What do you want of me?
You soothe my tongue,
belie my mind.
I see you
stretching through the years
spread soft like butter
white chalk hard
What are you?
A two-faced mask
You take all I have
and laugh at it
Metal, we are one.
You have my joys, my sorrows
you make the night kind
and the day that follows
Retrospective yearning for middle age
You slouch in your chair
You are old
You are forgotten
You dribble slightly
Your trousers gape
Keep away from my baby
who is young
who smiles at me a
wet wide smile
whose nappy binds
We leak and age
then age and leak
a peak of dignity
wells sometime in between
You never knew that middle
age could be so good
which meant that you
A flame in the flesh
sears and holds that
which looks away.
The sea, the sky will never reach
the voice which cannot speak.
Douse that fire
leave what is left of
me to fate.
A hand grips fast, from far away
a voice speaks silently.
A pilot flame
burns on behind a
The fingers soften and leave
The voice is lost in a choir.
Drug death sonnet
The road was all awash with mud and slush
when past the grim-faced doors we pushed our feet
We knew why we had come, and through the mush
we saw the one we sought wound by a sheet.
We cared not for his fate, or how he died
or who his mother was, or if he loved,
all this was nothing to us, he had lied;
Black lies that meant we stood with him and shoved
him, when he drank that drink so still and green.
He smiled a little then. His fear was not
when he would die, or what his death would mean
but dread of senseless suffering, withdrawal and of rot.
The scent of death was on him, all the way
Through life, and dying a relief that final day.
Call me Steph
she said, gazing, lips apart,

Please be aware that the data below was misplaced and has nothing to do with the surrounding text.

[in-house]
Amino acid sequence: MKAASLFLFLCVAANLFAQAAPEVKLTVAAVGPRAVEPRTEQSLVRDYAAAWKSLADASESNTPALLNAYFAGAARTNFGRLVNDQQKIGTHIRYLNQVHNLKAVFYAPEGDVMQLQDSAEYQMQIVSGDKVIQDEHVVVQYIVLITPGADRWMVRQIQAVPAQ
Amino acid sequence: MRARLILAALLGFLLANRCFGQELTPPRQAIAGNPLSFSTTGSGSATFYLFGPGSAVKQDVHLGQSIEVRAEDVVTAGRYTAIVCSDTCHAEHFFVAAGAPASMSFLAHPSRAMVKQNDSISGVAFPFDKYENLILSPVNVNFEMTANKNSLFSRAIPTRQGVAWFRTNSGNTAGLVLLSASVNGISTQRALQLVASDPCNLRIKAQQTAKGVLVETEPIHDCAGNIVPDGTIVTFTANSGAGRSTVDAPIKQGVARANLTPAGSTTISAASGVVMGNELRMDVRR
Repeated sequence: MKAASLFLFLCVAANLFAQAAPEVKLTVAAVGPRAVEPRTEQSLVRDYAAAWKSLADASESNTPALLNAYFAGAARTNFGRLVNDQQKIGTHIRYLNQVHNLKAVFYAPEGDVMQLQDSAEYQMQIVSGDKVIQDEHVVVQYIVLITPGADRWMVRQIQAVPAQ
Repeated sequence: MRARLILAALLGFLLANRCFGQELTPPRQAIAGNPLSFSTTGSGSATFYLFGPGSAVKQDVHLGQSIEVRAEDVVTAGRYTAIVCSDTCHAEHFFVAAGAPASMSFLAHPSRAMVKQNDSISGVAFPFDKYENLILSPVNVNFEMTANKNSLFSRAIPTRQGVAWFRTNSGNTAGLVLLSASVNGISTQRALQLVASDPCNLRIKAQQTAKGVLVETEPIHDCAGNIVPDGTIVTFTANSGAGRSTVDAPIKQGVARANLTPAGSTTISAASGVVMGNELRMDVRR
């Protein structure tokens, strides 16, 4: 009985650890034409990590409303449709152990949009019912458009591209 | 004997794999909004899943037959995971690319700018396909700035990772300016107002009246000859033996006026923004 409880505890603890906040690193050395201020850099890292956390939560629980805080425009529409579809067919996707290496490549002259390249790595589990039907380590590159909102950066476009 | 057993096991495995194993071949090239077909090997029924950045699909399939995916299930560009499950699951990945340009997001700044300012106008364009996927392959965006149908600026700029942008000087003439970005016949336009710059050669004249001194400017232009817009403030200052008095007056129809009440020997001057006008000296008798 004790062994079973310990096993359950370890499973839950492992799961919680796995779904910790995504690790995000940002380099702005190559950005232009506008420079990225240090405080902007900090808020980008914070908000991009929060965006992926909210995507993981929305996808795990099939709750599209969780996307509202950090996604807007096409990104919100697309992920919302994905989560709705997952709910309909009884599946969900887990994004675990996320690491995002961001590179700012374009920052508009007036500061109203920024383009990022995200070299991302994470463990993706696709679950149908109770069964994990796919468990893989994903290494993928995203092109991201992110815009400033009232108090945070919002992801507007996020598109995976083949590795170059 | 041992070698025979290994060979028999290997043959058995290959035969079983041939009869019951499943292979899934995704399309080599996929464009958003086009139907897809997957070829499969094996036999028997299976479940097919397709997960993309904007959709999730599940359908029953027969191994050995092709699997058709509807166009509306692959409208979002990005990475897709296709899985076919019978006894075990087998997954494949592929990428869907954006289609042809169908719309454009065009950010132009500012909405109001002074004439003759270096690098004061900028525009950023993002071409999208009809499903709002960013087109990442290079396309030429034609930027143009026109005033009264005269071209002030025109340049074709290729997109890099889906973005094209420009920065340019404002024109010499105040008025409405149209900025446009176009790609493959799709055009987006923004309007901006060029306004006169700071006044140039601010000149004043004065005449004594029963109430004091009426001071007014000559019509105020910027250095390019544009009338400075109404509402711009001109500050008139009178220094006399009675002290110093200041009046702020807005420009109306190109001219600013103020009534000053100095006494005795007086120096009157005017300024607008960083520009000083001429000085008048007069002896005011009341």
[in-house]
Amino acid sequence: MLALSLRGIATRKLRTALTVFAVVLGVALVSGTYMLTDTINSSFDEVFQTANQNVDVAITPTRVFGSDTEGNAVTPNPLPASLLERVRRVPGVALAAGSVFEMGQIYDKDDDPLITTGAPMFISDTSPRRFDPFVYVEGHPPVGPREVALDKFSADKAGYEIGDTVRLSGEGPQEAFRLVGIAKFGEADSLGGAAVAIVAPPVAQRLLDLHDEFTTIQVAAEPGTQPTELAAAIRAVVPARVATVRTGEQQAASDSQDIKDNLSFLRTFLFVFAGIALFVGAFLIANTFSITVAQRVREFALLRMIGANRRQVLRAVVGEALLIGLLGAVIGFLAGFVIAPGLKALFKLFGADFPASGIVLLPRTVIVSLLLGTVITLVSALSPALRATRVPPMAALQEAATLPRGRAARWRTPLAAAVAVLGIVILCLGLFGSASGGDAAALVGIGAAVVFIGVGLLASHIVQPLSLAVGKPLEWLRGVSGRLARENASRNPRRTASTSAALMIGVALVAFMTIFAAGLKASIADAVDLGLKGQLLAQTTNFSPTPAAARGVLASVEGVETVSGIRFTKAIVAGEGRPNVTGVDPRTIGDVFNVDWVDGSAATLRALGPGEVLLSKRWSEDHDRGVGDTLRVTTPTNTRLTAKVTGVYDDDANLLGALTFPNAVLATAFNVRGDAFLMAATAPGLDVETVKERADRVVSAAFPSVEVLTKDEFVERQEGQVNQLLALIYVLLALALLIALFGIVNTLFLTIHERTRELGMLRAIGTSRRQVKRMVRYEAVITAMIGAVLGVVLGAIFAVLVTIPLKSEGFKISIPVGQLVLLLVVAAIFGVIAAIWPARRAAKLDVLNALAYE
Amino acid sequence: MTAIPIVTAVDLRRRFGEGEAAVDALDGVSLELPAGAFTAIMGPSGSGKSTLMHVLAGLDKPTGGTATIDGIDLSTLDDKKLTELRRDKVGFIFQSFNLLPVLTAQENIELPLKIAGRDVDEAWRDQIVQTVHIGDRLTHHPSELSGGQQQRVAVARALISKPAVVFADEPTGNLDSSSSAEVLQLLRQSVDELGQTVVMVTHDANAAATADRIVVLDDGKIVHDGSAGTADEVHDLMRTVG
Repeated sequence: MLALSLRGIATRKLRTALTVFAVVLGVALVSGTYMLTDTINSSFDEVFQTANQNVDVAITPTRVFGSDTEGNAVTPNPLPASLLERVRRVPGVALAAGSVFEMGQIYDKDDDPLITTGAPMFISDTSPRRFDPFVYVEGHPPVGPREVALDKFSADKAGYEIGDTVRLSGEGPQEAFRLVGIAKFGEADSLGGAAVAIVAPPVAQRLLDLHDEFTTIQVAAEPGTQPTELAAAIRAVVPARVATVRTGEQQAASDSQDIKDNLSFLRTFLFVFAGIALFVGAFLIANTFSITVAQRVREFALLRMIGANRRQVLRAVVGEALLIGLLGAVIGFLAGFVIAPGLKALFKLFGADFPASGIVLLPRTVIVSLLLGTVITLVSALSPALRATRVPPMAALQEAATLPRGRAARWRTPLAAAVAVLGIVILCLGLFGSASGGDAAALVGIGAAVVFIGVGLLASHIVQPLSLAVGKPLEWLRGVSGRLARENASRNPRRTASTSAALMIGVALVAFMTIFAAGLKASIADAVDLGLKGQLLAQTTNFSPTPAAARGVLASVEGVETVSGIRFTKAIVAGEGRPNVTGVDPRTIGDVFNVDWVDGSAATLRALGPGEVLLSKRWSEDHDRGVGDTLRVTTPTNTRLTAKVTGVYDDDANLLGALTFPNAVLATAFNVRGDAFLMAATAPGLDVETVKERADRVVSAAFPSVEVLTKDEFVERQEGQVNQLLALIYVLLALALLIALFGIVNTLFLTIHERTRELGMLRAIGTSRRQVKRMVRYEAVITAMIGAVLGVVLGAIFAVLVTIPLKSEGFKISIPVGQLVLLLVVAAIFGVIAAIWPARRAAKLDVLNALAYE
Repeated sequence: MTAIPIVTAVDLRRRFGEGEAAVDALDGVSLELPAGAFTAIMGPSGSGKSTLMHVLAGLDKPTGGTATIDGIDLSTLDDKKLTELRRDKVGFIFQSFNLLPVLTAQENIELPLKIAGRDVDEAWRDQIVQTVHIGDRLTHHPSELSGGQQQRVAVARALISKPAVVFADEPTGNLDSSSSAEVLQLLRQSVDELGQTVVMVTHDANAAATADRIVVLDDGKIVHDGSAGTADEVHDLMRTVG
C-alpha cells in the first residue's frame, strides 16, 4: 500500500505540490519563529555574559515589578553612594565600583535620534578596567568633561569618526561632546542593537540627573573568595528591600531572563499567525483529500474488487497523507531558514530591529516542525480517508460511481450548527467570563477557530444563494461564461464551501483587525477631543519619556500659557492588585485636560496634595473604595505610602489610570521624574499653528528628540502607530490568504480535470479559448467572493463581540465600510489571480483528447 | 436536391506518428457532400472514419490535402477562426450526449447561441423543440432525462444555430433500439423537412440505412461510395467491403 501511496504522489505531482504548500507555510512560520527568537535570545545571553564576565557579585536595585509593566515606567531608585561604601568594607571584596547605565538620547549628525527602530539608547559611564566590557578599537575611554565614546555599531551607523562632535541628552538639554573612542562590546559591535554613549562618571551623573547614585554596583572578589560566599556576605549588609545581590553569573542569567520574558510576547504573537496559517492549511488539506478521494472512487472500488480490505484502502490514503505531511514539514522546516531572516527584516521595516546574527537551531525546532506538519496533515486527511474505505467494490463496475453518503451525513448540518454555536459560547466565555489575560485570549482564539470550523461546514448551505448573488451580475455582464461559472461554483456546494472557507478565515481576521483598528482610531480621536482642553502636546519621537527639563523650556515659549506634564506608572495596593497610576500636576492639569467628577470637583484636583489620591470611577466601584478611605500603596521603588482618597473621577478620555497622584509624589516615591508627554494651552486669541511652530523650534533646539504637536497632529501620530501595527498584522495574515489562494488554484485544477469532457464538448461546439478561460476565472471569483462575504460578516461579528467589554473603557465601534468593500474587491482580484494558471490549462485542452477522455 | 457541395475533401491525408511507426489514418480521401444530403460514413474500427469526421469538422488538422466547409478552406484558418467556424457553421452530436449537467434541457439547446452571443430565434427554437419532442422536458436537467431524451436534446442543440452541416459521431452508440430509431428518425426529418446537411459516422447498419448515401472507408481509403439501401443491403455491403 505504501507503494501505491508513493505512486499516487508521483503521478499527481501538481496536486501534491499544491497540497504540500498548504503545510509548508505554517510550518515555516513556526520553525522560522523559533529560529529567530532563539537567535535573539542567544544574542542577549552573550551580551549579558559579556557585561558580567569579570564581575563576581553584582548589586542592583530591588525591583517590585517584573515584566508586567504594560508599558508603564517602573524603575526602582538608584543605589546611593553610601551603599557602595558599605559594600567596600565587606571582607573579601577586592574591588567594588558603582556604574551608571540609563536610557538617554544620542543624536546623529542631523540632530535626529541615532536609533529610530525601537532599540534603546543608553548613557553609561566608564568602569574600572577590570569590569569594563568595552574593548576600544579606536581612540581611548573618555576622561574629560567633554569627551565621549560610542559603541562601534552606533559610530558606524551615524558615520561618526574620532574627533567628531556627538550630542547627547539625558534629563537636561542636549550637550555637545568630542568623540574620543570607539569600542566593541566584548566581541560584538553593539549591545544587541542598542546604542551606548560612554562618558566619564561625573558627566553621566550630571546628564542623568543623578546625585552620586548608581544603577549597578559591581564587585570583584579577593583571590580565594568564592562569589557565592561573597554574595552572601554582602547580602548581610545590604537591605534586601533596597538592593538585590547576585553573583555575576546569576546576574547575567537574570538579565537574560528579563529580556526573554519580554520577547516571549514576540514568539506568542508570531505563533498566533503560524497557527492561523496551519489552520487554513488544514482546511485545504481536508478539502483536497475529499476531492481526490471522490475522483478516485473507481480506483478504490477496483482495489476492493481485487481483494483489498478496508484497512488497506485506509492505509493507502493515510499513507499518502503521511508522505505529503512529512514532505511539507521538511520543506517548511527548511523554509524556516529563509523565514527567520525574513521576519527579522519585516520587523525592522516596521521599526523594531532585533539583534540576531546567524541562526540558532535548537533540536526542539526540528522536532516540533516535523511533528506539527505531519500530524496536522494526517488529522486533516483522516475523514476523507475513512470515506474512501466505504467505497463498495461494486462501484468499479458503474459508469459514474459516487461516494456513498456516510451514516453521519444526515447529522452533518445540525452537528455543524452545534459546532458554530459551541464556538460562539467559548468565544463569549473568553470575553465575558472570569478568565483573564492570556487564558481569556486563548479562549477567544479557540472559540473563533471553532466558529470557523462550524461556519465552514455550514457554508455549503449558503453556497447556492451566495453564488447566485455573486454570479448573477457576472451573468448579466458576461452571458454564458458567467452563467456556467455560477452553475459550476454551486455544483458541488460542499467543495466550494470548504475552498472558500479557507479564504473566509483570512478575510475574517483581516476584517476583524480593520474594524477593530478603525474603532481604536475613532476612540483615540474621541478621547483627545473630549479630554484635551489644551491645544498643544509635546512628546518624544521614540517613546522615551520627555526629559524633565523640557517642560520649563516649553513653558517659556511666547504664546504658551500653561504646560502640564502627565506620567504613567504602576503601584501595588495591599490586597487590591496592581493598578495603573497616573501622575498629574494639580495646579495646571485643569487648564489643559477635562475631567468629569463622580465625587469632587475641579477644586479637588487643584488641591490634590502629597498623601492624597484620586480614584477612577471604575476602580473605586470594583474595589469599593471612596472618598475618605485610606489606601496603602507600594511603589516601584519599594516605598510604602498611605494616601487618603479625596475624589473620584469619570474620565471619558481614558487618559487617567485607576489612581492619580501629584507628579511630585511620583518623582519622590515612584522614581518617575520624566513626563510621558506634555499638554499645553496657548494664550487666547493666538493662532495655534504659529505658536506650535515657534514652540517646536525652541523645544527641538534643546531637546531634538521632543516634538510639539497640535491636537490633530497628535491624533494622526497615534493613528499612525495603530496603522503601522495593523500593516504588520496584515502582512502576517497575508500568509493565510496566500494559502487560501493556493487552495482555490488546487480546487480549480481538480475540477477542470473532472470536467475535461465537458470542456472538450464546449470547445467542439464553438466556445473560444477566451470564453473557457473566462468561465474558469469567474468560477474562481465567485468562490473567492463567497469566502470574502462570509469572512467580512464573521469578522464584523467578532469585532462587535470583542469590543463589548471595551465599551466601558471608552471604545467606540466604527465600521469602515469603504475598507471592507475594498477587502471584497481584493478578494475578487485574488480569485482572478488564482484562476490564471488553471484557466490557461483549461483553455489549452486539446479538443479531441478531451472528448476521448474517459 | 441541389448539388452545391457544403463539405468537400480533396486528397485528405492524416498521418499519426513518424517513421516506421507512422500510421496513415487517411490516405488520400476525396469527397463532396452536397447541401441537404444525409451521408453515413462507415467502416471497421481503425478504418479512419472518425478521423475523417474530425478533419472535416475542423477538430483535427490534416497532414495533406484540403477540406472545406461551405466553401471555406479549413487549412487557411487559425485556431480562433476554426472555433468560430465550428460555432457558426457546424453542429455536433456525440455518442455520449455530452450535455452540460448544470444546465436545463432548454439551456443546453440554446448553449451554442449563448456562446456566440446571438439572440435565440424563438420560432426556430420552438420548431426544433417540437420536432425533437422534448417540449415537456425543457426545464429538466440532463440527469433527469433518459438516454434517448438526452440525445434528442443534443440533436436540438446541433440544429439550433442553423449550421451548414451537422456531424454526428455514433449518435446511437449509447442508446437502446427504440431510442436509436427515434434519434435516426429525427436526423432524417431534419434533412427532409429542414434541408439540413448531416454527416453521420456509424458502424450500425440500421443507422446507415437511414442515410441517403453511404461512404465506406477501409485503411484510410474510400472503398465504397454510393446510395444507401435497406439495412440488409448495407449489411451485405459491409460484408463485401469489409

she didn’t like him all that much
her mother loathed him though
and that would do
his house was weird and deep
and dark and clammy
but the drink was good
rows and rows of shiny bottles
she sat there on his knee
suckling, fingers trailing in his
black cold hair as she
reached for another
his voice was gentle
aren’t you hungry?
he touched her lips
you must eat now
she tossed her head
hands sliding on the glass
his hand on hers
and hers on his
afterwards she lay
he left her fruit
six seeds she ate
to quench her thirst
and then she drank again
a dark warm wine, and slept
Seph, he said, Persephone,
stay with me
Resilience and the Lady
You said I was resilient, and you smiled;
I never understood quite what you meant, but
thought it was inside me, deeply furled,
then one day I looked inwards, and saw
You had made me think I was a hero,
a modified St George without a sword
You told me I had courage in my guts,
and weary though I was you said - do more!
When I said no, you said that others could
and that the fault was mine, and I was
You said we need resilience in this life,
that I must nurture mine to make it grow
so you could make me do much more than now.
And then I turned around and looked at you,
You want me to do more, I said, to work myself to
This is your resilience. You do not care
for me, you only want to squeeze out what you can
and then replace me with another, saying sadly,
she had no resilience.
But I am not St George
I am St Georgina, and I’ll never slay a dragon;
You will not need me now, for you are
Dead toad on the road
Where were you going?
Who did you hope to meet
When everything stopped?
Toad you are forgotten
No-one mourns you
What spawn you have begotten
Think not of you.
Frog, your legs were long, symmetrical and brave
And also dead
Your arms were crossed across your breast
You looked at rest.
What creature killed you, Frog,
And left you there?
A sacrificed amphibian
On a cold, stone stair.
My mind is soured
Like pickles caught in teeth
Lingering past the taste
And spreading doubt.
I hate the cloak I wear
Of clinging knowledge
I hate the doubts I feel
And they are me and you
No longer do I taste of milk
Fresh and sweet and pure
My thoughts are long fermented.
I will never know quite where
But the road to death
Is paved with stones
Cracked by uncertainty.